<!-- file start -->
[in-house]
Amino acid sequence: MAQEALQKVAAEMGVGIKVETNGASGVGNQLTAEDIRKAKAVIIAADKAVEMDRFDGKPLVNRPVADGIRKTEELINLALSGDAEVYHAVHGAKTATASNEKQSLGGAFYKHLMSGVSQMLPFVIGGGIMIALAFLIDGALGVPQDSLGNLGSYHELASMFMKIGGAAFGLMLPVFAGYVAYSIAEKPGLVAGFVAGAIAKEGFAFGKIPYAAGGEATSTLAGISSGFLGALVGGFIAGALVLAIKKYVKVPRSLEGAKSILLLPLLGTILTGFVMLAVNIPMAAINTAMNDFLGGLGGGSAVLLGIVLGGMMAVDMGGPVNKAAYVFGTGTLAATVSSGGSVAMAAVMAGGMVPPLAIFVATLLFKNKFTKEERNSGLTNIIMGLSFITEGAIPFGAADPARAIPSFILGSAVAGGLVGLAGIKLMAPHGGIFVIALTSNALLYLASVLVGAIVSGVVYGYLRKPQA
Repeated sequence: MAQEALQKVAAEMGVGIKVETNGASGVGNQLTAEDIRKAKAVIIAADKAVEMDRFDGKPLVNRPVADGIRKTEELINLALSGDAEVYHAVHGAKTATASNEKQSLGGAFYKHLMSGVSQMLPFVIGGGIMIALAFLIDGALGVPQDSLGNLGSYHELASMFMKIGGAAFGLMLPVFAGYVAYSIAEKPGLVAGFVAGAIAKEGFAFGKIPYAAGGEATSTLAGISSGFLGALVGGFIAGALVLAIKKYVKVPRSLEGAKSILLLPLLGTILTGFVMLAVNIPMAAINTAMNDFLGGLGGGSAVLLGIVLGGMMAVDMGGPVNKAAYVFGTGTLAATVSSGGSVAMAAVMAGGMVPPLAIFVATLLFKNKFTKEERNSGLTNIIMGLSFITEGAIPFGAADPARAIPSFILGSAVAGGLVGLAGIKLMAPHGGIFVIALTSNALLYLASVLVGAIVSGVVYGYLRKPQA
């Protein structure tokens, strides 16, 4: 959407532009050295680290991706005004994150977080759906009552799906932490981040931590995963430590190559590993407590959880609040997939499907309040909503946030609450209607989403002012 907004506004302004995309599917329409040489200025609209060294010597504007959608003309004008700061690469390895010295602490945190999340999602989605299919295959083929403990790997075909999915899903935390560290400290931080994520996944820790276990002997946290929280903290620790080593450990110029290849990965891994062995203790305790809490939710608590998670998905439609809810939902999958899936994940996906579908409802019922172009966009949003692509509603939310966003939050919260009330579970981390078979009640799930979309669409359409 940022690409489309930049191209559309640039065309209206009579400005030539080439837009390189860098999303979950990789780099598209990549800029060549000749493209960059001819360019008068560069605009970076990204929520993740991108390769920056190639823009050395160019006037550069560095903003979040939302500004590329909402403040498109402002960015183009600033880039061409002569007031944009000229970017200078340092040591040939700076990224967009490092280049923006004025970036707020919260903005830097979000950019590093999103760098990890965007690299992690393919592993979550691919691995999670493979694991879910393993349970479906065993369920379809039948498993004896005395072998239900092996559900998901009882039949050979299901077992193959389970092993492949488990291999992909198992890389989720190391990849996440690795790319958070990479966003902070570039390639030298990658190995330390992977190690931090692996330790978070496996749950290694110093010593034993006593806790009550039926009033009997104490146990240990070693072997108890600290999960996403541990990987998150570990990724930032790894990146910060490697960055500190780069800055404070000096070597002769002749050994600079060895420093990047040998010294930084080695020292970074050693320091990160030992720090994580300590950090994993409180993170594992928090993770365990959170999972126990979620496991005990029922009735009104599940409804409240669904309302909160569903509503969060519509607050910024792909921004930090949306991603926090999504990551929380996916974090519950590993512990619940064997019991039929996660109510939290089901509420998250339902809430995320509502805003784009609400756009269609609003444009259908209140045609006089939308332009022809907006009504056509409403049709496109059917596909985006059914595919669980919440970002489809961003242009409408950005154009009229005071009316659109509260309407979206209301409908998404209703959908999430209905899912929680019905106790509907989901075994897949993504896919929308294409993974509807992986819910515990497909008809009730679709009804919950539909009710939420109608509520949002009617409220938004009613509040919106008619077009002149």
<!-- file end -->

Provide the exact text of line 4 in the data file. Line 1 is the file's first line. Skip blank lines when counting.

């Protein structure tokens, strides 16, 4: 959407532009050295680290991706005004994150977080759906009552799906932490981040931590995963430590190559590993407590959880609040997939499907309040909503946030609450209607989403002012 907004506004302004995309599917329409040489200025609209060294010597504007959608003309004008700061690469390895010295602490945190999340999602989605299919295959083929403990790997075909999915899903935390560290400290931080994520996944820790276990002997946290929280903290620790080593450990110029290849990965891994062995203790305790809490939710608590998670998905439609809810939902999958899936994940996906579908409802019922172009966009949003692509509603939310966003939050919260009330579970981390078979009640799930979309669409359409 940022690409489309930049191209559309640039065309209206009579400005030539080439837009390189860098999303979950990789780099598209990549800029060549000749493209960059001819360019008068560069605009970076990204929520993740991108390769920056190639823009050395160019006037550069560095903003979040939302500004590329909402403040498109402002960015183009600033880039061409002569007031944009000229970017200078340092040591040939700076990224967009490092280049923006004025970036707020919260903005830097979000950019590093999103760098990890965007690299992690393919592993979550691919691995999670493979694991879910393993349970479906065993369920379809039948498993004896005395072998239900092996559900998901009882039949050979299901077992193959389970092993492949488990291999992909198992890389989720190391990849996440690795790319958070990479966003902070570039390639030298990658190995330390992977190690931090692996330790978070496996749950290694110093010593034993006593806790009550039926009033009997104490146990240990070693072997108890600290999960996403541990990987998150570990990724930032790894990146910060490697960055500190780069800055404070000096070597002769002749050994600079060895420093990047040998010294930084080695020292970074050693320091990160030992720090994580300590950090994993409180993170594992928090993770365990959170999972126990979620496991005990029922009735009104599940409804409240669904309302909160569903509503969060519509607050910024792909921004930090949306991603926090999504990551929380996916974090519950590993512990619940064997019991039929996660109510939290089901509420998250339902809430995320509502805003784009609400756009269609609003444009259908209140045609006089939308332009022809907006009504056509409403049709496109059917596909985006059914595919669980919440970002489809961003242009409408950005154009009229005071009316659109509260309407979206209301409908998404209703959908999430209905899912929680019905106790509907989901075994897949993504896919929308294409993974509807992986819910515990497909008809009730679709009804919950539909009710939420109608509520949002009617409220938004009613509040919106008619077009002149």